• We’re upping our enforcement. We’re getting more staff. And we’re going to start issuing more tickets.
    • Restaurants also must ask diners if they want water before offering them a glass — a rule that is frequently violated.
    • The El Niño condition expected to bring rain this fall has weakened — which could mean a fourth year of lingering drought, forecasters say.
    • the wealthier communities look like “rainforests,”
    • Even with the price (of water) going up, the wealthy along the coast will continue to use it.
    • Public shaming through old-time whistle-blowing and social media must come into play.
  • Government does so much damage. Imagine if supposedly concerned neighbors decided to HELP instead of calling the cops on a young widow!
    • I was widowed at 35 with four children.
    • A friend suggested that my kids, all school-aged, might be safer staying in their own home for a few hours while I attended classes than in the care of adult strangers.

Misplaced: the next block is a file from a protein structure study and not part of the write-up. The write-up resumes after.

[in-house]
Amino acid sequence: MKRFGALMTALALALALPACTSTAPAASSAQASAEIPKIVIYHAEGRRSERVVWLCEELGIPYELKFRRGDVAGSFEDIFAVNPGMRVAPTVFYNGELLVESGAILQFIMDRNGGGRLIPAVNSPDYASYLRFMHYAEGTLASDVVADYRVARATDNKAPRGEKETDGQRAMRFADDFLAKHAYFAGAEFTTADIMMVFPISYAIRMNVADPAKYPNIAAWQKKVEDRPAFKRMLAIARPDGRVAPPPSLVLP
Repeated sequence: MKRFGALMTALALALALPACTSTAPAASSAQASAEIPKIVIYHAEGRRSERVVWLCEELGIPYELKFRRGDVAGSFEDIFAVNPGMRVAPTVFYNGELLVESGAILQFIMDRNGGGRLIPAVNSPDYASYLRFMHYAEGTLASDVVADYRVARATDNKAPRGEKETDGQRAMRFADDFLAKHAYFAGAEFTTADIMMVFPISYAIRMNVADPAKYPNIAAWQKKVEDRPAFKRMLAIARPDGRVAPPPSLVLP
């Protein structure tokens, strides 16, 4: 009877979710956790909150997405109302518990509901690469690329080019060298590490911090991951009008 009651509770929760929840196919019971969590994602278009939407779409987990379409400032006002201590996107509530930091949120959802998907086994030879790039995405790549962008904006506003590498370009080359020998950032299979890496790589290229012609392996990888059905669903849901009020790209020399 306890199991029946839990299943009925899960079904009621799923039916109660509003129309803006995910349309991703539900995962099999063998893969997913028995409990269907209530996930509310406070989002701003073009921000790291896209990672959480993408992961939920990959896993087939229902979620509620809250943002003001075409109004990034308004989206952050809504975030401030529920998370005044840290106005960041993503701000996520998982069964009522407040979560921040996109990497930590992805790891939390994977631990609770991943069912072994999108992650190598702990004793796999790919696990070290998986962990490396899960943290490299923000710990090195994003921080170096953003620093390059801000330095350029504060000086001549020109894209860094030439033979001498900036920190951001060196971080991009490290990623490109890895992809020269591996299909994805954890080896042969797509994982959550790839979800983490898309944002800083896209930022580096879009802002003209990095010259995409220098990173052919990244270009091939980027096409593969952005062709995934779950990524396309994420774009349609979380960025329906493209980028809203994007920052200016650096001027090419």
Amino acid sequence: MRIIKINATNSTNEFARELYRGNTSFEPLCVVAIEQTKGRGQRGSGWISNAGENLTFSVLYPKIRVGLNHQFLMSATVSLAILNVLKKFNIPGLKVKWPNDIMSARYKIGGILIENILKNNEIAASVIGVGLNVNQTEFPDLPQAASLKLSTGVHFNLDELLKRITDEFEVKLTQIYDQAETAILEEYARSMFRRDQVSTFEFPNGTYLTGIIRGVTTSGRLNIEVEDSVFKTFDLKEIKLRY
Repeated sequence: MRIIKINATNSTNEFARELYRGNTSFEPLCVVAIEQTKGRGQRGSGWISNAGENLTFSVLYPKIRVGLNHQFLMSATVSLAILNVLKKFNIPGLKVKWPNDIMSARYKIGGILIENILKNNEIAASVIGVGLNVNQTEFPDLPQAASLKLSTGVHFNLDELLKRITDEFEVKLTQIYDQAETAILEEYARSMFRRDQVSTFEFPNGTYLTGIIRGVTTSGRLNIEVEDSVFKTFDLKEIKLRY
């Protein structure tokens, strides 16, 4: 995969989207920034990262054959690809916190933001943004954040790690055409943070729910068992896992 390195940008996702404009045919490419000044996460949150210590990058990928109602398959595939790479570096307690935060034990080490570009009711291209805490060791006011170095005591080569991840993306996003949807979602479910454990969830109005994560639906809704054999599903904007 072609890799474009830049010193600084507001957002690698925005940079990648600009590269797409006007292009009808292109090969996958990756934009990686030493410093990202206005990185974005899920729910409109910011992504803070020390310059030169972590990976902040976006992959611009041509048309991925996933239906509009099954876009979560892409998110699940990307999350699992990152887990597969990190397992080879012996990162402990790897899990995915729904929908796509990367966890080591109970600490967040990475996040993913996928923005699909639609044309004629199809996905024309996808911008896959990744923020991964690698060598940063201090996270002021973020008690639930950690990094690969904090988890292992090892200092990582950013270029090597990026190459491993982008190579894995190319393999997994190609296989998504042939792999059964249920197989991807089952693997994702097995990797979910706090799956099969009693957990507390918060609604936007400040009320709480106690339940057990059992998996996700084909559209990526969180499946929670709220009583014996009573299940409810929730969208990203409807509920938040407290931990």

• My decision to allow my kids to stay home for a few hours while I went to school for several hours, a mile away, turned out to be the most catastrophically life-altering decision I've ever made. A neighbor noticed me walking to school without the kids and called the police. 
    • Over the two years during which the case dragged on, my kids were subjected to, according to them, sexual molestation (which was never investigated) and physical abuse within the foster care system. They were separated from each other many times, moved around frequently, and attended multiple schools. This, of course, was all in the name of protection.
    • My parents witnessed how this system was not about protection, but power.
    • Kids are held in de facto hostage as arbitrary demands are made.
    • Rather than being innocent until proven guilty, parents are presumed guilty until they have passed a rigorous and unforgiving character-assassination attempt.